Thanks Lowell Schneider, who helped me with some Cocoa mentoring during the days I was unemployed and writing Watson. I would camp out in his nearby Schema Research office once or twice a week. I remember being blown away by some of his Interface Builder palettes (now, alas, something no longer possible in Xcode) that essentially made data binding possible before it became supported officially by Apple.
OK, that's all for now — no point in getting maudlin. :-)
Who do you have to thank for where you are now?
I'm relieved that we have finally been able to release Sandvox 2.7 today!
Behind the scenes, this has been a long time coming, thanks to what I like to call a "Perfect Storm" that Apple laid in our path. (The recent destruction by Hurricane Sandvox is just a coincidence, really!)
Apple had a very busy summer, throwing down several gauntlets for us:
So while we would have liked to to work on some new features independent of what Apple was doing, we found that these events from Apple were, well, opportunities for us to address.
MobileMe ending was the first challenge we tackled; we were able to create an iWeb site extractor and submit that to Apple as part of version 2.6, before the Sandboxing deadline. (We wanted to give iWeb users plenty of time to migrate their iWeb sites over to Sandvox before the MobileMe lights went dark.)
But then after June 1, we were only able to submit bug fixes to the App Store until we could get Sandvox working in the Sandbox. (And yes, imagine how often I mistype "sandbox".)
Getting our application Sandboxed was a bit of a challenge. So while we had the other responses to Apple's actions implemented pretty quickly — Retina application graphics, new Mountain Lion features — it took weeks and weeks of refinement, submissions, rejections, and so forth — until our new sandboxed version 2.7 was finally approved yesterday.
I don't mind responding to Apple's developments, but four at a time was a bit much, thank you very much.
Now that we are past that, maybe we can start working on some new features that have nothing to do with what Apple is doing!
Smashing Magazine today published a blog post Better Password Masking For Sign-Up Forms. It suggests that a masked password (where the letters are replaced with ••••••) isn't such a great idea for making an account because you can't see what you have typed. Even if you are asked to enter a new password a second time, it still leaves the possiblity of error.
One suggestion it makes is to unmask the password when the field is focused. That's an intresting idea, but not a great idea if there is a curious person looking over your shoulder.
The final suggesion is a checkbox, where the user can choose whether to mask or unmask the password. That's probably the best compromise, since it lets the person typing the password control things.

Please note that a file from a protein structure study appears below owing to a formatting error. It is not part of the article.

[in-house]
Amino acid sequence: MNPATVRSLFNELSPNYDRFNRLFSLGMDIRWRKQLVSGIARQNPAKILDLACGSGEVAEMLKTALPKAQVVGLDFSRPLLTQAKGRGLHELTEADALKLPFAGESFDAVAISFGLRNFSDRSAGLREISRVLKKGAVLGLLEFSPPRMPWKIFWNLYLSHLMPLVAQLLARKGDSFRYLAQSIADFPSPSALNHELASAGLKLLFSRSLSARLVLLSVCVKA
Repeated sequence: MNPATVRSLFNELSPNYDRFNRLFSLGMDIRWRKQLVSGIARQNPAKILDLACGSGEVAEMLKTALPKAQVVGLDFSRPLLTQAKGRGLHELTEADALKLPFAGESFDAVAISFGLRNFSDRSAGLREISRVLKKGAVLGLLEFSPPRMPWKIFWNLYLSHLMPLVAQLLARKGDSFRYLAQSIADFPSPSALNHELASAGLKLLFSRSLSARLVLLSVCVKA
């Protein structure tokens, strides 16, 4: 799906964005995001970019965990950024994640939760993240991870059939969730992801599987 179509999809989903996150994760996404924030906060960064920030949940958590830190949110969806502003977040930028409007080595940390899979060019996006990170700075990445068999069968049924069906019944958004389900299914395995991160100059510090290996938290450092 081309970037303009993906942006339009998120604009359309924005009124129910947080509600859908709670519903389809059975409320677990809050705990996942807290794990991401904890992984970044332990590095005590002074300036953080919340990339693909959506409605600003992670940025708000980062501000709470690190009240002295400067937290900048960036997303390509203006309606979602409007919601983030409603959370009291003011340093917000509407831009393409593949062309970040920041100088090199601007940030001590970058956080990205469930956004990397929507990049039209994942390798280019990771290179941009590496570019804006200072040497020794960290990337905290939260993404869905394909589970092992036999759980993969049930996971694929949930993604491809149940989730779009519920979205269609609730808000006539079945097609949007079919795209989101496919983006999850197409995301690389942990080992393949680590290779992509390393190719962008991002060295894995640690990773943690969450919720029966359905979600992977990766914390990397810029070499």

(In fact, we're doing something like that on the upcoming version of Sandvox where you are prompted for a password to access a server where your website will be hosted.)
The problem with this approach is that it's up to the creator of the web form to implement that behavior. It's also kind of klunky because it's not really obvious where the checkbox should be placed. Below the field? Above it? To the side?
What if, instead, there came into being an adjustment to the password input control on desktop computers that just included the mask/no-mask option in it?
(Here's a super-quick mockup.)
This is a followup to that, describing what we did to build our online store, and what decisions came into play for its user experience. (In another followup post, I'll discuss more of the back-end pieces we're using.)
When I realized that we could do just about anything we wanted to collect payments without the limitations we had before, I started looking around at a lot of online stores. I visited websites of fellow indie developers. I looked at the big online retailers. I looked at large retailers with an online presence.
And you know what? Everybody seems to have a different way to collect payments.
For example: some sites take you through multiple steps as you fill in your information. Fill in some fields, click a button to go to the next page, fill out another page or two, and eventually you're done. Others, on the other hand, collect all the information at once, with a single submit button at the bottom.
Different sellers handle input validation and errors differently. Some are proactive, offering helpful suggestions along the way if it looks like you have made a mistake; others wait until you have submitted the form to provide any error messages for you to collect.
After looking at examples and reading some online articles about payment form best practices, I started working on some iterations and refining them with Terrence's and Mike's input.